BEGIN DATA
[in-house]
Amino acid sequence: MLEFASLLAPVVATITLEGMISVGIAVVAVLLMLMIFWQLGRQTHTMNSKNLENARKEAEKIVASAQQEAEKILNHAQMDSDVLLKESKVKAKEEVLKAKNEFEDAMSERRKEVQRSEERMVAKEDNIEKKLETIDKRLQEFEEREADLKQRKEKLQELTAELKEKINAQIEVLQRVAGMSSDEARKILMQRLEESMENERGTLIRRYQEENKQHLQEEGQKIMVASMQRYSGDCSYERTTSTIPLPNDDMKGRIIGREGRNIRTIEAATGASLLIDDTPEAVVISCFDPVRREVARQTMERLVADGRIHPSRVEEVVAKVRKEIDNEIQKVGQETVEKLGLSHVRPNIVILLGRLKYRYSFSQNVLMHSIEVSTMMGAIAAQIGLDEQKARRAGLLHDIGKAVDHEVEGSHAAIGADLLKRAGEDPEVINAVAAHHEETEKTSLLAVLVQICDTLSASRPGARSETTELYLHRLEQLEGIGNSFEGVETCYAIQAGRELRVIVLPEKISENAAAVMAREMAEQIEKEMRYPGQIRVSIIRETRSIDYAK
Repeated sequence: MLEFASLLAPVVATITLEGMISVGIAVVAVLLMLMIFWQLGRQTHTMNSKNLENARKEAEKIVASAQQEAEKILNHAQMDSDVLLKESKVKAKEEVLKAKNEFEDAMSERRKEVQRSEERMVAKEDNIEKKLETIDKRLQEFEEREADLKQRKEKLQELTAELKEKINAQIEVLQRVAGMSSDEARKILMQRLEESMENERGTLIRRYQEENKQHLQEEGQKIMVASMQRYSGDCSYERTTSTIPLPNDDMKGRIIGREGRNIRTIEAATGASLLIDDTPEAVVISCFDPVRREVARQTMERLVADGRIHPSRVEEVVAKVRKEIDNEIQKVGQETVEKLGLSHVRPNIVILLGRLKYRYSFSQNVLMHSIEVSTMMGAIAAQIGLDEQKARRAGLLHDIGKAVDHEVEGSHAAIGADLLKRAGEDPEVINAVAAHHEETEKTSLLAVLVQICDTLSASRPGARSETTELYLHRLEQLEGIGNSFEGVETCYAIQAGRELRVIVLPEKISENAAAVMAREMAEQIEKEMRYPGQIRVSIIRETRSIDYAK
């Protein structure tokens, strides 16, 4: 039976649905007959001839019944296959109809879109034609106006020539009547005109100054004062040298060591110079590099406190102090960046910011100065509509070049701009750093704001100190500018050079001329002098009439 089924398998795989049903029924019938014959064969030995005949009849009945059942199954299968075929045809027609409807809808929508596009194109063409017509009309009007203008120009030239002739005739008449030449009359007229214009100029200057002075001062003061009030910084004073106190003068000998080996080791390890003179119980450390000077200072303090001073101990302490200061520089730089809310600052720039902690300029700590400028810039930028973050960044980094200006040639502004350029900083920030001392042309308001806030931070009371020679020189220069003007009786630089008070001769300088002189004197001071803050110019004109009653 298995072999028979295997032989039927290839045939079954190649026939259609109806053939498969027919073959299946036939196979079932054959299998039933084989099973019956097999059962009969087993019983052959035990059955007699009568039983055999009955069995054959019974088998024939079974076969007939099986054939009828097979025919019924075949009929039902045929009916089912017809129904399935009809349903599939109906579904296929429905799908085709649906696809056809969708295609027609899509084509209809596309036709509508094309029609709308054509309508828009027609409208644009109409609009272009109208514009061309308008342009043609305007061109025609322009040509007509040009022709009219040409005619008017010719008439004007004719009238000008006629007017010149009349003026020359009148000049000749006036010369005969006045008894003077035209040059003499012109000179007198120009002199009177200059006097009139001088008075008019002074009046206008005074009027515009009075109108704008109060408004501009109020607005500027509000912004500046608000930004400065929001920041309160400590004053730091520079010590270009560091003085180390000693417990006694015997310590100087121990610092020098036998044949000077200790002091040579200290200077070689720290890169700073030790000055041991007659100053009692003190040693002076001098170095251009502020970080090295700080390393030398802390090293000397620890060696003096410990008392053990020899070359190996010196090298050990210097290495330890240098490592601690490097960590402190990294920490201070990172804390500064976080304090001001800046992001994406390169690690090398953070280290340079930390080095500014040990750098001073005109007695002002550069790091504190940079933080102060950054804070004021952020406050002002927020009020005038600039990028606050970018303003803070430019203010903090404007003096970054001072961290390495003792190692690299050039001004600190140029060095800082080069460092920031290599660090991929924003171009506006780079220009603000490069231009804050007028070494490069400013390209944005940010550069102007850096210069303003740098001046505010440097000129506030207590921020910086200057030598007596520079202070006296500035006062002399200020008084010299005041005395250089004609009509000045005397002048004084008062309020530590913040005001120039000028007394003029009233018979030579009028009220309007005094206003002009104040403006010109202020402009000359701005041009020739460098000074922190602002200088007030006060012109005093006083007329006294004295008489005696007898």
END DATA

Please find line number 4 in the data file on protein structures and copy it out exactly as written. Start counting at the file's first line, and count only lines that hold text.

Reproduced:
């Protein structure tokens, strides 16, 4: 039976649905007959001839019944296959109809879109034609106006020539009547005109100054004062040298060591110079590099406190102090960046910011100065509509070049701009750093704001100190500018050079001329002098009439 089924398998795989049903029924019938014959064969030995005949009849009945059942199954299968075929045809027609409807809808929508596009194109063409017509009309009007203008120009030239002739005739008449030449009359007229214009100029200057002075001062003061009030910084004073106190003068000998080996080791390890003179119980450390000077200072303090001073101990302490200061520089730089809310600052720039902690300029700590400028810039930028973050960044980094200006040639502004350029900083920030001392042309308001806030931070009371020679020189220069003007009786630089008070001769300088002189004197001071803050110019004109009653 298995072999028979295997032989039927290839045939079954190649026939259609109806053939498969027919073959299946036939196979079932054959299998039933084989099973019956097999059962009969087993019983052959035990059955007699009568039983055999009955069995054959019974088998024939079974076969007939099986054939009828097979025919019924075949009929039902045929009916089912017809129904399935009809349903599939109906579904296929429905799908085709649906696809056809969708295609027609899509084509209809596309036709509508094309029609709308054509309508828009027609409208644009109409609009272009109208514009061309308008342009043609305007061109025609322009040509007509040009022709009219040409005619008017010719008439004007004719009238000008006629007017010149009349003026020359009148000049000749006036010369005969006045008894003077035209040059003499012109000179007198120009002199009177200059006097009139001088008075008019002074009046206008005074009027515009009075109108704008109060408004501009109020607005500027509000912004500046608000930004400065929001920041309160400590004053730091520079010590270009560091003085180390000693417990006694015997310590100087121990610092020098036998044949000077200790002091040579200290200077070689720290890169700073030790000055041991007659100053009692003190040693002076001098170095251009502020970080090295700080390393030398802390090293000397620890060696003096410990008392053990020899070359190996010196090298050990210097290495330890240098490592601690490097960590402190990294920490201070990172804390500064976080304090001001800046992001994406390169690690090398953070280290340079930390080095500014040990750098001073005109007695002002550069790091504190940079933080102060950054804070004021952020406050002002927020009020005038600039990028606050970018303003803070430019203010903090404007003096970054001072961290390495003792190692690299050039001004600190140029060095800082080069460092920031290599660090991929924003171009506006780079220009603000490069231009804050007028070494490069400013390209944005940010550069102007850096210069303003740098001046505010440097000129506030207590921020910086200057030598007596520079202070006296500035006062002399200020008084010299005041005395250089004609009509000045005397002048004084008062309020530590913040005001120039000028007394003029009233018979030579009028009220309007005094206003002009104040403006010109202020402009000359701005041009020739460098000074922190602002200088007030006060012109005093006083007329006294004295008489005696007898």